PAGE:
It must be follow-up season over at faircompanies and that certainly isn’t a bad thing. A few weeks back, the globetrotting, tiny house-obsessed website published a new video filmed by Debra Jordan, right-sized living proselytizer and resident of a 400-square-foot “shotgun shack” in Arkansas. In the video update, Jordan discusses several home improvement projects that her family has taken on since the original video went viral including the expansion of her teenage son’s sleeping loft and installing a mini-dishwasher.
Now, high school senior Austin Hay, the subject of another much-discussed faircompanies video, has been revisited. And it looks like he’s had a productive year.
In the original video from August 2011, we first meet Hay, an industrious 16-year-old in the midst of building a tiny-house-on-wheels — a Fencl from the Tumbleweed Tiny House Company, to be exact, — in the backyard of his parents’ Santa Rose, Calif. home. Using skills learned in a “not very good” woodshop class at school and money saved from gigs working at a summer camp, Hay intends to eschew dormitory life and take his hand-built mobile bachelor pad — not completed at the time of filming — along with him to college (he's currently a high school senior). "I don’t think bigger is better necessarily … too many chores,” says Hay in the video. “Plus, there’s no mortgage on it. Living small means less bills, living big means more bills. That’s how I think of it."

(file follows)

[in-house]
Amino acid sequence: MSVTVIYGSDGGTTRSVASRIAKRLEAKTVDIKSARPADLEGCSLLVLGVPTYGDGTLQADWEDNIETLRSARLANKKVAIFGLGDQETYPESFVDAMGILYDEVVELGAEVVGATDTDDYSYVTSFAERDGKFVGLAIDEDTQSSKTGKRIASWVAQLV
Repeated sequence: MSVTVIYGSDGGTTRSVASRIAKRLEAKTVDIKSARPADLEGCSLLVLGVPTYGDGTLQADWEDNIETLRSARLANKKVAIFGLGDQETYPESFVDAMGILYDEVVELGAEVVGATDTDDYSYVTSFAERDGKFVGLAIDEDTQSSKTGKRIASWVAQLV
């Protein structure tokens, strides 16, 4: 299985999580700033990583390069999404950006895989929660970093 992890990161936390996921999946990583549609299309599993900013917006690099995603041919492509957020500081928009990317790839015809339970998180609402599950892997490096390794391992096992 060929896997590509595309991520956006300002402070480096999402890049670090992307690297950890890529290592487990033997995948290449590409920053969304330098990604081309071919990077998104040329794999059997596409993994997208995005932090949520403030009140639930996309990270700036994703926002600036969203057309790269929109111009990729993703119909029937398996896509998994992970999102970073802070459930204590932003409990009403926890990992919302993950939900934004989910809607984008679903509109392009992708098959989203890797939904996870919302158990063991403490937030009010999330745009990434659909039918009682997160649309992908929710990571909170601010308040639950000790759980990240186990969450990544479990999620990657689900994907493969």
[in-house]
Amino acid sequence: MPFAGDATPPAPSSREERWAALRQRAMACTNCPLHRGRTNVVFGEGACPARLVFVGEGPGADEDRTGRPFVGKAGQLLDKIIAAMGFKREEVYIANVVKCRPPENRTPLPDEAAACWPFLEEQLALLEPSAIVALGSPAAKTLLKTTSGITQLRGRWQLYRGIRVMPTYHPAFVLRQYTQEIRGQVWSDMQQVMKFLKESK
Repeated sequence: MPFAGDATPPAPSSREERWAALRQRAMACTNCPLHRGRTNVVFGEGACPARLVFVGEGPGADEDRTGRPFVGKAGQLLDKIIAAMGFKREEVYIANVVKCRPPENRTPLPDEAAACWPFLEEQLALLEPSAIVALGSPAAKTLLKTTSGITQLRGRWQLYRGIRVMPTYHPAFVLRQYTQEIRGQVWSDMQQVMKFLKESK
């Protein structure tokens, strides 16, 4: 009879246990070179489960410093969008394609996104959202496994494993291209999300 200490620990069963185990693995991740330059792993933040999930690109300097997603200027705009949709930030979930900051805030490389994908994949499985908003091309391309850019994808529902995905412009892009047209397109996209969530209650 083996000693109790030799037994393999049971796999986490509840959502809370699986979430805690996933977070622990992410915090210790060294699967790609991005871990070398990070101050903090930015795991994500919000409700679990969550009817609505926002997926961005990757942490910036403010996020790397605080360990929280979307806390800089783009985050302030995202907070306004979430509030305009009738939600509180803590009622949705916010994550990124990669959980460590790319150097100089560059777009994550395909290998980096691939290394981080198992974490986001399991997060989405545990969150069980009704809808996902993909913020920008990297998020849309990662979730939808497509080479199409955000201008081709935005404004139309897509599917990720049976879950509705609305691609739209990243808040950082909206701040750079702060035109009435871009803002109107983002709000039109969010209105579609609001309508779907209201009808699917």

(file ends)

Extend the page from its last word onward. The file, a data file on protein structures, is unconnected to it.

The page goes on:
In the follow-up, Hay, now 17 and sporting a hip new ‘do and a deeper voice, throws an open house party for his completed trailer-bound tiny house that now features a full kitchen, composting toilet, and DIY sofa bed. Along with, umm, doorknobs, solar panels are also in the works apparently, as Hay certainly can’t run an extension cord all the way to his parents’ house when he moves away to college. Hay’s girlfriend seems supportive of his $12,000 labor of love but also a bit skeptical: “I guess it’s [tiny house living] fine until like your twenties. But after that you kind of want to settle down, you know?” She then starts giggling before mentioning the words “kids” and “cramped.” And cut.
Squeeze on in with a gaggle of Hayes’ friends and a handful of curious adults for a tour — skip to 5:50 to see the 130-square-foot home in it’s fully finished glory — in the video, below. The best part? Watching “Santa Claus” —aka Hay's mighty proud grandfather who contributed financially to the project — get all verklempt at 10:50 while talking about his grandson's project. Heartwarming stuff.
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